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The Disguises of God

He did not want to give us His divinity unconcealed; this was impossible. For God said (Ex. 33:20): “Man shall not see Me and live.” Therefore it was necessary for God to hide, cover, and conceal Himself, thus enabling us to touch and apprehend Him. He must disguise Himself in flesh and blood, in the Word, in the external ministry, in Baptism, in the Sacrament and Lord’s Supper, where He gives us His body in the bread and His blood in the wine, to eat and to drink. He must conceal Himself in forms to which He adds His Word, in order that we may recognize Him. Then the Word is not an empty sound; the bread is not plain bread; the wine not plain wine; Baptism not simple, common water. To be sure, it remains water, bread, and wine, but not only that; it is now called His bread, His Word, His water, His flesh, and His blood. When the water is mixed with sugar, two elements are present, namely sugar and water. Similarly, here we find flesh and “My flesh,” blood and “My blood.”

Therefore Christ says; “The bread which I shall give you is My flesh.” What kind of flesh is meant? Not veal or beef found in cow barns. Of course, that is also flesh; but it is not “the flesh which I shall give for the life of the world.” This is a live and yet a dead flesh, a flesh that has died and by reason of its death makes the whole world alive. Not John the Baptist or Mary or any angel, but solely this Person, Christ, is involved. It is His flesh alone that does this. To it God wants to draw us and bind us. God is not to be sought or found outside the Person born of Mary, the Person endowed with real flesh and blood, and crucified. God is to be apprehended and found in the flesh and blood of Christ solely by faith. We must know that this flesh and blood, though real, not only have the qualities of flesh and blood but partake of the Divine, as I explained before with the illustration of the sugar water.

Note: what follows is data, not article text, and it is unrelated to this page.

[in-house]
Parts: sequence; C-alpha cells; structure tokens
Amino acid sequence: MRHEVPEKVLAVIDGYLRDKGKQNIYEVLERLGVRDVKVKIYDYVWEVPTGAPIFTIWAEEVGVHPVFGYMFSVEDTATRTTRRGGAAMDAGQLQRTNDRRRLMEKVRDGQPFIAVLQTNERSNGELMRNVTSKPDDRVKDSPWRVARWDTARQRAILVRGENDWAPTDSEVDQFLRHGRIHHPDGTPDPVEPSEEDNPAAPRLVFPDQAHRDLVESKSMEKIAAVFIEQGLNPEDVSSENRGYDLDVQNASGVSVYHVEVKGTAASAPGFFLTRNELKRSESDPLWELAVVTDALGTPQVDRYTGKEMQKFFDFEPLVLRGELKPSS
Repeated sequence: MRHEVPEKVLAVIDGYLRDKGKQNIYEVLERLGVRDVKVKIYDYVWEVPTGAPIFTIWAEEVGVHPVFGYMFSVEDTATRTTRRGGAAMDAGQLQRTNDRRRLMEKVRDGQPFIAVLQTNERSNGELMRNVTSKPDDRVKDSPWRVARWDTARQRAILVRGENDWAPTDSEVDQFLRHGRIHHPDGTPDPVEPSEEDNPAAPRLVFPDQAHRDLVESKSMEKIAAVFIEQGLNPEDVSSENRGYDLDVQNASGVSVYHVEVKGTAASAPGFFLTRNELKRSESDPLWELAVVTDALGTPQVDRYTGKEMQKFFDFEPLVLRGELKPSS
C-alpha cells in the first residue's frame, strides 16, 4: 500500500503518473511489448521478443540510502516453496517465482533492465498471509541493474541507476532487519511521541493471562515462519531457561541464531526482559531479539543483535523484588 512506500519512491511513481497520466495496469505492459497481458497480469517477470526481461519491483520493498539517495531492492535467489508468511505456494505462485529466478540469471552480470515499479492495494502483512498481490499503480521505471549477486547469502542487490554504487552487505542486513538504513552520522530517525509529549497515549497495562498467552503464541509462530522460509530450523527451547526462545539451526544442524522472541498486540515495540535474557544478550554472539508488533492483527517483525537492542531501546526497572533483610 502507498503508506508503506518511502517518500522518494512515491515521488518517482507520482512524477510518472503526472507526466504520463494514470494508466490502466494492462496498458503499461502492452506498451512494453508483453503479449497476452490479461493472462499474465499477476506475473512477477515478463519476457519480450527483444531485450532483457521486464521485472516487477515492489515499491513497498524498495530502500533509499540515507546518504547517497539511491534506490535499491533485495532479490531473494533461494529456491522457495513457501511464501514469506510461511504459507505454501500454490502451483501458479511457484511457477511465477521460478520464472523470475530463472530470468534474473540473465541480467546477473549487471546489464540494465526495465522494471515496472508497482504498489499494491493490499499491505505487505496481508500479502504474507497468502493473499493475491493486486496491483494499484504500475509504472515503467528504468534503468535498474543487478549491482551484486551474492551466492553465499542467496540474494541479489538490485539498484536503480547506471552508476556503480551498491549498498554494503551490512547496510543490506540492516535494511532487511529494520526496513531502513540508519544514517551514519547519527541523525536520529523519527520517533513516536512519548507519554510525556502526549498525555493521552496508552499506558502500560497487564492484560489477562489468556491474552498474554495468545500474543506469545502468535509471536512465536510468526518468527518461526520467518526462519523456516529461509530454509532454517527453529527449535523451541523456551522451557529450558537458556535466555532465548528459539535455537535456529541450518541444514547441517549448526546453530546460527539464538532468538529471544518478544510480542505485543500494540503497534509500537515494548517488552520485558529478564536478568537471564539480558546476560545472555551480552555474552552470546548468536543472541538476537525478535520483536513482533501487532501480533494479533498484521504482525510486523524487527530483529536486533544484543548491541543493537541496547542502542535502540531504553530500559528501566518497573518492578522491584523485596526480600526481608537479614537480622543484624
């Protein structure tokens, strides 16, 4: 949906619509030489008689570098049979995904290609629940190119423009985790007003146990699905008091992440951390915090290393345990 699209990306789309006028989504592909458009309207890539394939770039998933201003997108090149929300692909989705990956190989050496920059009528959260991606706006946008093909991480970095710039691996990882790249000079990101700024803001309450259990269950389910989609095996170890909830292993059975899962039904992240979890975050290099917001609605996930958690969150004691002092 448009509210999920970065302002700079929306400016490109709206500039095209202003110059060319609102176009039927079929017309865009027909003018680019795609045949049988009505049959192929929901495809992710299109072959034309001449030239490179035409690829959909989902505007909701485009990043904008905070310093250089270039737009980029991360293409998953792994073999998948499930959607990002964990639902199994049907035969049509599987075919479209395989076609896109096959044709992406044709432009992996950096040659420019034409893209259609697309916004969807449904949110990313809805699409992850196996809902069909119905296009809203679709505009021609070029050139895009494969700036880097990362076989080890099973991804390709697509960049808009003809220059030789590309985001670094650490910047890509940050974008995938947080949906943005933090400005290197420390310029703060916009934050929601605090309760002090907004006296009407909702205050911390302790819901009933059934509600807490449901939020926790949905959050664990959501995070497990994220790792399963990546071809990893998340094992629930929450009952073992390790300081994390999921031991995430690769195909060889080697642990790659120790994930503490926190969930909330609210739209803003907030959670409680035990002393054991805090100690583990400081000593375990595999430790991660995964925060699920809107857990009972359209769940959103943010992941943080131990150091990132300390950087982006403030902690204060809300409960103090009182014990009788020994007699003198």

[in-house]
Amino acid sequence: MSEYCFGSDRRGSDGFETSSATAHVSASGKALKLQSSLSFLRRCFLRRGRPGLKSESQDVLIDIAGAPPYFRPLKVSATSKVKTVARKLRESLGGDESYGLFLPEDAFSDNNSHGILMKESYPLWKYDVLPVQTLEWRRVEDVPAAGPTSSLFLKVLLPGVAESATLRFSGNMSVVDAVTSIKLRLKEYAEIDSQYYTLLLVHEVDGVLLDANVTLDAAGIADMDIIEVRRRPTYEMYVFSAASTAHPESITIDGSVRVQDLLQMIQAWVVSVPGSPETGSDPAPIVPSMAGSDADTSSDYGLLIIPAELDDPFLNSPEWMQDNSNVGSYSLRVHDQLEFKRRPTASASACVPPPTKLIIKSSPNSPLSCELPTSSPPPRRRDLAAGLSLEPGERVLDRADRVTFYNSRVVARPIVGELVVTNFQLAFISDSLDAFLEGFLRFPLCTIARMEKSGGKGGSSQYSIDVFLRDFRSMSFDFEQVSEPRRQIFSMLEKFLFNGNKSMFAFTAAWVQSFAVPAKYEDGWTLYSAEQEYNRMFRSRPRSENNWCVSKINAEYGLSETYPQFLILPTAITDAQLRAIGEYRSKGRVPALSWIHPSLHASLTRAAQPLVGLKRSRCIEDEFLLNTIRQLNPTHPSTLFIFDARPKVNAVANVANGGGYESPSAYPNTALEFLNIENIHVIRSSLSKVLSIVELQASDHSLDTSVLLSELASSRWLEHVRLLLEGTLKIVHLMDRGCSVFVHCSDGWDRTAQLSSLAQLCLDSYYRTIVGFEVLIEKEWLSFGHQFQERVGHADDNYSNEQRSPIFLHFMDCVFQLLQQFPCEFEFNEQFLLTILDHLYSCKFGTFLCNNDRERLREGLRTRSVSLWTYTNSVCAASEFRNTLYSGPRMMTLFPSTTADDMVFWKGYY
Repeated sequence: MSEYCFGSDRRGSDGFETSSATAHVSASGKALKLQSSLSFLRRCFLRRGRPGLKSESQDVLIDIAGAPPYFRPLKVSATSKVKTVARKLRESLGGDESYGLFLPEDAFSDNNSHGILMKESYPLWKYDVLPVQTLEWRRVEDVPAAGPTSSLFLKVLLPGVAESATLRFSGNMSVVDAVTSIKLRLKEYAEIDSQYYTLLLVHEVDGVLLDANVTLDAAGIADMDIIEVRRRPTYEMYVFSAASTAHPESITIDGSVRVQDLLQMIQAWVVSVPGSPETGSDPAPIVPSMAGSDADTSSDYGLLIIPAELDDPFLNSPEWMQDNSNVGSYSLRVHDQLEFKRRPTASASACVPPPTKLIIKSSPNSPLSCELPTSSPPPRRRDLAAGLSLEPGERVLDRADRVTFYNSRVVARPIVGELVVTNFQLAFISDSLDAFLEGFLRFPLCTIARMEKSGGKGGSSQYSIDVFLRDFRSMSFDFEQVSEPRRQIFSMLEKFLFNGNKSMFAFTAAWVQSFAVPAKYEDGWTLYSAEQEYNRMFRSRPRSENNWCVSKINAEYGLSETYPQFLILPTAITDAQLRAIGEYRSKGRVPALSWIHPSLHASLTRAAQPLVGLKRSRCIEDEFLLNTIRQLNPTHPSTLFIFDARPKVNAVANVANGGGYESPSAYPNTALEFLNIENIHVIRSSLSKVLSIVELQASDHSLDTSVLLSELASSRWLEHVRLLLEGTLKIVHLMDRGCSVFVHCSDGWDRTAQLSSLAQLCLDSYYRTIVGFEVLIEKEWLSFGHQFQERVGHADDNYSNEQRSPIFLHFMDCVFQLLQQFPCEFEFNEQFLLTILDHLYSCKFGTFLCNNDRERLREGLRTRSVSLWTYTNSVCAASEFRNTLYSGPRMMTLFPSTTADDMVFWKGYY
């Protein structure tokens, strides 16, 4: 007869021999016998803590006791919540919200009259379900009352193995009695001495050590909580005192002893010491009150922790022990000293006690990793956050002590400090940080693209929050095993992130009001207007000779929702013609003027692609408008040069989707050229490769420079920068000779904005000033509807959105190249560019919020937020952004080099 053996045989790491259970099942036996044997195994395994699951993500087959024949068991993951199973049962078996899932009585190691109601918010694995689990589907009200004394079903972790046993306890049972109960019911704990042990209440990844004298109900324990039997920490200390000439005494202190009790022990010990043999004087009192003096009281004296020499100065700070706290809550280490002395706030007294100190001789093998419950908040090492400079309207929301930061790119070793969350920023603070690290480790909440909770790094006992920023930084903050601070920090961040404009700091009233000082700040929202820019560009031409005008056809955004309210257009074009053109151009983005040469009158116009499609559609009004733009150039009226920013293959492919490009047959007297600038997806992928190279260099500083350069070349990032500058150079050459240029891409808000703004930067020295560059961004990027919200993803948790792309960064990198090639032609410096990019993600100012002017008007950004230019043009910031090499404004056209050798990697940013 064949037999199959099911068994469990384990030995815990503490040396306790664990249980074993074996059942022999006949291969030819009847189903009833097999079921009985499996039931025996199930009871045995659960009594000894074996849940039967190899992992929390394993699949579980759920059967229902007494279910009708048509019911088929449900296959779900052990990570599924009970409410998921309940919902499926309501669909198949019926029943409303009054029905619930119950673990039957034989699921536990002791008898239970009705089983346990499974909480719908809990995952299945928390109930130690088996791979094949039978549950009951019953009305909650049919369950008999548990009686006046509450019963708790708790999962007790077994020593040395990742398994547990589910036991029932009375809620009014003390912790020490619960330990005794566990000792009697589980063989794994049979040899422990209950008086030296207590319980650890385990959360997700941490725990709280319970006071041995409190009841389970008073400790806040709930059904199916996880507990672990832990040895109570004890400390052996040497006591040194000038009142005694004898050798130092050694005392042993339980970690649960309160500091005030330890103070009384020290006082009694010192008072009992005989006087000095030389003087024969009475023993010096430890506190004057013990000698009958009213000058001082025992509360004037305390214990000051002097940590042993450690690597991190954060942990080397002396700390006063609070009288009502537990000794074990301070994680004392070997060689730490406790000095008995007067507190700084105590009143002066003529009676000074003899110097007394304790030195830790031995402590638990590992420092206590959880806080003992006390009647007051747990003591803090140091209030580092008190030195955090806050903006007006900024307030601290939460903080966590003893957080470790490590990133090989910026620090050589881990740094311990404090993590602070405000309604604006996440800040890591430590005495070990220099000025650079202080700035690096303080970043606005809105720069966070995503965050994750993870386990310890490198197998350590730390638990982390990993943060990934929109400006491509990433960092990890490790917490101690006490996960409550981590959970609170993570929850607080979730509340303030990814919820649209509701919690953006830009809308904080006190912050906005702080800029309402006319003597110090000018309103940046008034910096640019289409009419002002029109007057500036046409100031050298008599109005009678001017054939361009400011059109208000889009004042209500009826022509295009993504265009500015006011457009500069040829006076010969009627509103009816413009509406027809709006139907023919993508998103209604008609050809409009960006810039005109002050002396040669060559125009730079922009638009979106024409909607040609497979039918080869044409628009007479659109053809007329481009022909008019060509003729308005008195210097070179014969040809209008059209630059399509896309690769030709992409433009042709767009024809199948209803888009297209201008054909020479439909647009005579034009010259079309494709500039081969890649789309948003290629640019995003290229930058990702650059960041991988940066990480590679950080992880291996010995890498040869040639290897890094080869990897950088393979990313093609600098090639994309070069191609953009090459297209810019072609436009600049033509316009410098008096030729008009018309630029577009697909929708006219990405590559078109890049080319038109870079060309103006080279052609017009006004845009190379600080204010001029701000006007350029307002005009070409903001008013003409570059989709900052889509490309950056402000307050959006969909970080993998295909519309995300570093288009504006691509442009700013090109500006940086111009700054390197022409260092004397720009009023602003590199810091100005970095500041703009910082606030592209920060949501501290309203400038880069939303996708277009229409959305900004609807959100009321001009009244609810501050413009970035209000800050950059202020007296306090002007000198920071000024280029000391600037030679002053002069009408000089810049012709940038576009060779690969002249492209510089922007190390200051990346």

Take a different illustration [first used by John of Damascus]. Unheated iron is, of course, still iron. But when fire and heat are added, and it glows, I can say: This iron no longer has the qualities of iron; it is like fire. To be sure, it is iron, but it is diffused to such an extent with fire that when you see or touch it, you cannot call it iron but feel only the fire. It burns you; it is fire that you see with your eyes. And now if you want to burn a hole through a barrel with it, or brand something with it, it is not the iron that does this; it is the fire. If I were to take cold iron, iron not aglow with heat, I could never brand anything with it. This requires a red-hot iron. On the other hand, the fire will not accomplish these same things without, and apart from, the iron, where the fire burns and bores. Thus the divine power is present bodily in the humanity of Christ and does what God naturally does, or does what the fire in the iron does. Only flesh and blood are visible. But faith sees a Man, sees flesh and blood which is like fiery iron; for it is permeated with the Divine.
Luther’s Works, vol. 23, 123-124

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